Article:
Is This the End of 'American Idol'?

The King of Mean and the Queen of Nice: Simon and Ellen. Michael Becker / AP

Ding dong, the witch is dead! Which old witch? The Idol witch, of course.

After 10 long years of big-footing its way through pop culture, it looks like American Idol has sung its last note as the country's No. 1 TV show, music ("music"?) source, Broadway feeder school, and all-around entertainment distraction. With the departure of judges Ellen DeGeneres and (reportedly) Kara DioGuardi, there is no way that Idol will continue as the well-oiled machine that it was in the hallowed days of Randy-Paula-Simon. And now I think we should all join in a chorus of "A Moment Like This."

However, I do not come to bury Idol but to praise it. The fact is, we all know the show was headed south this year, now that both of the people who made the show what it is are gone. Without the good cop/bad cop routine of Paula and Simon, Idol would never have become what it is: a national soap opera wrapped around a talent contest/Don Rickles insulting standup routine. The show had already slipped this year without Paula, having been almost overtaken by the show's own sequined stepchild, Dancing With the Stars. Whoever the producers find to fill all the empty chairs, they'll never match the sweet-and-sour combination that was Paula and Simon. And if it's true that the new kids on the block are named Jennifer Lopez and Steven Tyler—forget it. Bland won't work. Ms. DeGeneres is proof of that.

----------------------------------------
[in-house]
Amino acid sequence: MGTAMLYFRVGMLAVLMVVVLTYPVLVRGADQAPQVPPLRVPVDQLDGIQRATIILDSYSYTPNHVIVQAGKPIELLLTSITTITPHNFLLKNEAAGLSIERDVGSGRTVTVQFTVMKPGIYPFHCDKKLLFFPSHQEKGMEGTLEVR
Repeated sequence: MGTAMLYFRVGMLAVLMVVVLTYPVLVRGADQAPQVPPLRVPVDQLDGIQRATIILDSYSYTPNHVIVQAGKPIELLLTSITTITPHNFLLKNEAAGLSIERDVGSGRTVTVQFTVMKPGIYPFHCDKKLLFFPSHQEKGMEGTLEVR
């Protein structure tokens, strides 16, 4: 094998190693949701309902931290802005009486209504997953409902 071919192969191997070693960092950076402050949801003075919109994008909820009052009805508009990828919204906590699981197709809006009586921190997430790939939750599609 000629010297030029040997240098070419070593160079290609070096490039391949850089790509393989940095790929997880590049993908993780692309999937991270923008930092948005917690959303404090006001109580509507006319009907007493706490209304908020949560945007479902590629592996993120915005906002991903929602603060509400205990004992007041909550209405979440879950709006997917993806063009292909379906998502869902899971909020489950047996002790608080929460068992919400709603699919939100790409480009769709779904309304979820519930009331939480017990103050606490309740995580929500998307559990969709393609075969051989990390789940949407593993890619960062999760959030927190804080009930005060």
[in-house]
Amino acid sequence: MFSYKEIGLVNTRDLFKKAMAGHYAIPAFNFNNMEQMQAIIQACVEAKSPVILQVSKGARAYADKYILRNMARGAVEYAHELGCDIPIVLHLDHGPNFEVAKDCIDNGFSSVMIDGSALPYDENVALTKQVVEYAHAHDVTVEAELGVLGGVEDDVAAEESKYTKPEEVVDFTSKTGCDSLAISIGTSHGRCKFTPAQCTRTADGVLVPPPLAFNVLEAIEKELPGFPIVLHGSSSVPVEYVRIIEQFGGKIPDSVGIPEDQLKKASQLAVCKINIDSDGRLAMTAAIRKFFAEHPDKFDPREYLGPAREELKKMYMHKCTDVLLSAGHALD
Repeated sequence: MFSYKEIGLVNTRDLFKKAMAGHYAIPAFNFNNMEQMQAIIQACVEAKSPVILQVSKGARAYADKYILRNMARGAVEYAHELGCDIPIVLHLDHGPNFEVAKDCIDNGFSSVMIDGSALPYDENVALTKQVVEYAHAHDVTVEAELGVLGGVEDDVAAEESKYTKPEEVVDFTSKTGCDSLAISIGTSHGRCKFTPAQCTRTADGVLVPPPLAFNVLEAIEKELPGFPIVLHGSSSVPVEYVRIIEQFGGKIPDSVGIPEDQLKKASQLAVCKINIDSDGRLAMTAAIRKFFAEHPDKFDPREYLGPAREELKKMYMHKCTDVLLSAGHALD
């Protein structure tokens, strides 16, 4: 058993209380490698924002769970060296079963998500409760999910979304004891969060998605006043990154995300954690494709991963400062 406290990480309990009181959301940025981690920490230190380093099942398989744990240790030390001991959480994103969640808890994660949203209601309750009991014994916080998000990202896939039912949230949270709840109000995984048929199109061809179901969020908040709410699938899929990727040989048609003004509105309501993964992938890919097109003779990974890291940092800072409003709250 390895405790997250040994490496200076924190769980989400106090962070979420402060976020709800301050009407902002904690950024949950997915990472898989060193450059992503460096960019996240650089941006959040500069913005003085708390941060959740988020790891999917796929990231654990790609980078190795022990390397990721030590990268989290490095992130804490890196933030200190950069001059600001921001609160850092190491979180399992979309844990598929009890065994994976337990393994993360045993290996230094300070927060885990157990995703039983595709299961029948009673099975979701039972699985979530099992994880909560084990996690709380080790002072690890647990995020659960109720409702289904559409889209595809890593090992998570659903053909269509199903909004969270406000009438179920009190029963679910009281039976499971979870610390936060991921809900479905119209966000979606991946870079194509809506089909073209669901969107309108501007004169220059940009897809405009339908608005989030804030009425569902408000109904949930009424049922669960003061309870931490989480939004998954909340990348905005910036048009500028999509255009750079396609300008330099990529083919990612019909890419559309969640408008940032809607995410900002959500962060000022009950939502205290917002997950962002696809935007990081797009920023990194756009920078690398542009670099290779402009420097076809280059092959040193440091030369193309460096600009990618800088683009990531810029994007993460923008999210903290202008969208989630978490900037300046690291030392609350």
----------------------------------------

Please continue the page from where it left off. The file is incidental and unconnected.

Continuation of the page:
What's really amazing about this is that the Idol producers didn't screw it up sooner. In our world of insta-celebs and insta-has-beens (wherefore art thou, Susan Boyle?) nothing lasts a decade unless it's got Dick Wolf behind it (and even he couldn't keep his beloved Law & Order going anymore). Idol changed America, for better and for worse, and you can't say that about many things in pop culture these days. Does anyone think that Jersey Shore will make it past, well, the summer? So let's be grateful for a show that, whatever its faults, managed to pull the country into the same TV room for a hour or two (or 46) a week, rooting for singers of every size, shape, color, sexual orientation, and mental condition. It was nice knowing you—sort of.